With many folks facing unemployment and uncertainty around their futures, the job hunt will be a priority at the moment. But volunteering is a great opportunity to fill some of that free time when jobs are hard to come by, and gain some valuable experience at the same time.

And even if you're employed full-time, the occasional half day giving your time and energy to a worth cause can provide a heap of benefits. For those who've been out of work for a while, re-entering the workforce can be a bit daunting, so a bit of volunteer work can help rebuild their confidence before making the leap.

Volunteering is a net positive for society - if you can spare the time, you’ll be both helping your fellow citizens and gaining something for yourself. Whether that’s new friends, new skills or simply a sense of accomplishment, it’s rare to end a volunteering stint feeling like you’ve wasted your time.

Here’s a guide to the types of volunteering that you can do, along with a bunch of resources to help you find volunteer opportunities.

What types of volunteering can you do?

There are lots of different ways to commit time to volunteering. You could dedicate one day per month on a weekend to help a local organisation, or a certain evening each week.

Or you could commit a few days at a time to help with a particular operation - Christmas is a great time to do this, for example. (Even if you’re not religious, your local places of worship will have links to charity drives that’ll happily receive your help no matter what your life philosophy is.)

You can even volunteer from home - making phone calls to isolated or senior neighbours can be done from anywhere and can make a massive positive difference to their mental health (and yours).

Another option is to mix your daily exercise with volunteer work - GoodGym is a community of runners that combines their runs with community missions, like planting trees in local parks, sorting cans for food banks, or other projects that need a bit of manual labour.

People also use their sabbaticals to volunteer. Sabbaticals are long-term breaks from work, usually unpaid and done by those in a more senior position in their career. They might take the time to relax, travel, learn new skills, or volunteer.

Charity volunteering

The first thing to comes to mind when thinking of volunteering your time is helping out a charity.

Charities that address loneliness in the community are especially important at the moment (the Cares Family are a good example ), as are homeless charities, hospices and food banks.

At Timetastic we’re proud to have a number of charities on board that utilise volunteers, including Smart Works , RAW Impact , Trees for Life, b:Friend, and Greenham Trust.

Check out Gov.uk's volunteering page for a list of resources to help you find charities in need.

Emergency services volunteering

While the idea of volunteering brings to mind soup kitchens, picking up litter and visiting senior citizens, there are more adventurous options out there that make a real difference in society. Try these services if you'd like to get out and about helping the busy forces that keep our country safe.

St John Ambulance - the charity for community health and first aid. You’ll recognise their presence at sport events like football and horse racing, with medics on standby for injuries, but they have a wide range of volunteer positions as well as ambulance services, like fundraising, managerial support, and other healthcare and operational roles.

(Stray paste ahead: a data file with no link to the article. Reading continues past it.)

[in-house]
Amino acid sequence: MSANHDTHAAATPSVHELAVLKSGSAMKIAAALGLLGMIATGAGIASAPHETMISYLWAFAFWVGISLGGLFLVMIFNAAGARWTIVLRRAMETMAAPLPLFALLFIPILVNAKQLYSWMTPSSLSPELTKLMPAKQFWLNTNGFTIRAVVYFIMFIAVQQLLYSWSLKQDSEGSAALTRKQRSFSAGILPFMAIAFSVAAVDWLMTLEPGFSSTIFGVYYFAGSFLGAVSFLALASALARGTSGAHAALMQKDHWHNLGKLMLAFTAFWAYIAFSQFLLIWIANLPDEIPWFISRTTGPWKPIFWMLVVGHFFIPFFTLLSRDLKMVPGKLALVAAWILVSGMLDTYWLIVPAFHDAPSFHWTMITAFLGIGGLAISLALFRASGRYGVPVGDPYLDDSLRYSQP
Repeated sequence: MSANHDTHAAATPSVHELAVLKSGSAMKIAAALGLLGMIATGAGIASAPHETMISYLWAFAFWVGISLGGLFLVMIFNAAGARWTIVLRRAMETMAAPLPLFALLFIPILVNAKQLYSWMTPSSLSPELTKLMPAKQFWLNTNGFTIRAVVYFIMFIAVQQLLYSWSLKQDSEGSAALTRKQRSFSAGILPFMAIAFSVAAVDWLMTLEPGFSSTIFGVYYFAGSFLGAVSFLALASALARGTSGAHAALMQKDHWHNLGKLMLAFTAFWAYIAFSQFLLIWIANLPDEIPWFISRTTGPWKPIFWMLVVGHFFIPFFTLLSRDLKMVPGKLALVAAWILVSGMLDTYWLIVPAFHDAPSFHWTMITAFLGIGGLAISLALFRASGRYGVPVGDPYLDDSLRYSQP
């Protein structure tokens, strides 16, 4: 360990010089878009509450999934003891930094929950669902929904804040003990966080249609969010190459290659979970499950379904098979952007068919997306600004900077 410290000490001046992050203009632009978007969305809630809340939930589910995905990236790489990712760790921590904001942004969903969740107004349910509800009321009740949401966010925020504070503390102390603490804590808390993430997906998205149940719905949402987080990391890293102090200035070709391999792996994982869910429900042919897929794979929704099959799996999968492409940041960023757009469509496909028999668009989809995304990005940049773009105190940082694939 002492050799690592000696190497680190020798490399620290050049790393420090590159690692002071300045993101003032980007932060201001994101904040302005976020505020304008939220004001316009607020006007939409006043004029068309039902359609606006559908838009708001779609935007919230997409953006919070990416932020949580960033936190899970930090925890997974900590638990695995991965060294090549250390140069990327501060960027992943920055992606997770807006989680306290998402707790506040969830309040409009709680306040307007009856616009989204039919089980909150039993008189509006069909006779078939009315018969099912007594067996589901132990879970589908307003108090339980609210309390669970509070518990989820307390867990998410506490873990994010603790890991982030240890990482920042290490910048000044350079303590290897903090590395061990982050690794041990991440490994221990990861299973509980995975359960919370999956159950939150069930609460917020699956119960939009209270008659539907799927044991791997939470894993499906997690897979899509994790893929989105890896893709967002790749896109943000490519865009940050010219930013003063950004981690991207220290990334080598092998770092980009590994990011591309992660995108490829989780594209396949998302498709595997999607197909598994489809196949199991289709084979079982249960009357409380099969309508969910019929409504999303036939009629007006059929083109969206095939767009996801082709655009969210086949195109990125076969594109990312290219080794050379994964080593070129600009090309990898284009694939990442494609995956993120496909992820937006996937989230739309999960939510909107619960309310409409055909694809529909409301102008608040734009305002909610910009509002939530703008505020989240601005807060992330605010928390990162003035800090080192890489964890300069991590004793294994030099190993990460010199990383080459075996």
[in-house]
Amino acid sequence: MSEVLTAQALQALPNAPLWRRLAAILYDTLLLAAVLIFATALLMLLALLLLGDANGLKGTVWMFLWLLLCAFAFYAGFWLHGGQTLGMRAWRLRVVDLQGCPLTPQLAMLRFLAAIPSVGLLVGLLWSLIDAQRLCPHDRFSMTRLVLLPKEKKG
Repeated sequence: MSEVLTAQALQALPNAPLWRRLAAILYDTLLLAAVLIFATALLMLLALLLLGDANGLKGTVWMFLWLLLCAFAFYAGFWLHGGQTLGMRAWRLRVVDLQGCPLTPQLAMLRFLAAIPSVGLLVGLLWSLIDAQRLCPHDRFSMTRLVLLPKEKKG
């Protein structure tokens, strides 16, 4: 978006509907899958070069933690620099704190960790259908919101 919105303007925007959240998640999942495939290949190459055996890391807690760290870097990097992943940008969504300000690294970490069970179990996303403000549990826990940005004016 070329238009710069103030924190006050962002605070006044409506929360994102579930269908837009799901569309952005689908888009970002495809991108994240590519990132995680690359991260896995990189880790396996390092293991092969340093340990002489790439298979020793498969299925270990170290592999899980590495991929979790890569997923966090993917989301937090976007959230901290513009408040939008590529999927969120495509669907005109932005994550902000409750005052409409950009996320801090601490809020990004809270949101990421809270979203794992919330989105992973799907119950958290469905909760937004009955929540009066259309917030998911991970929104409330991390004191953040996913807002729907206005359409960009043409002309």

Unfortunately they’ve been hit hard by economic conditions brought on by the pandemic, but on the road to recovery they’ll be in need of your help.

RNLI - The Royal National Lifeboat Institution provides 24-hour water rescue services around the UK and Ireland. Their lifeboat stations protect hundreds of communities around the country and they also provide beach lifeguards and safety education to those in seaside areas. If you’re anywhere near the coast you’ve probably got a chapter near you - it’s a life-saving organisation that anyone would be proud of getting involved with.

RNLI Volunteers.

Community fire brigades - many local fire brigades rely on volunteers to be on call for times where the regular services are overwhelmed with demand. Here’s a good explanation of how it works and how you can get involved.

Police - there are plenty of opportunities to become a Police Support Volunteer (PSV), which are made up of roles including office-based admin as well as frontline public-facing work. You’ll have to look up your local police force to see what’s available.

Event volunteering

During 2020 this isn’t so relevant, but it will be as we return to in-person gatherings over the next year or so.

Many events that bring people together for a certain interest will have a mixture of full-time paid staff and volunteers that are brought in to help on the day of the event.

Outside of business and marketing, it can be pretty difficult to make events profitable without charging really high ticket prices. One way to keep costs down is to hire volunteers for positions like stewarding, backstage management, ticket operations or social media marketing. In return, volunteers get valuable experience, networking opportunities, and a chance to meet the speakers and performers.

TED and TEDx talks are run by volunteers - it’s how this writer got his foot in the door into a writing and marketing career with no other experience. It’s something that looks great on the CV of course, but as an experience in itself, it's unbeatable. Ask around your local network to see if any upcoming events near you need volunteer help.

If you’re looking for more inspiration on volunteering in the UK, have a look at VoluntaryWorker’s guide and look through the opportunity database at Do IT.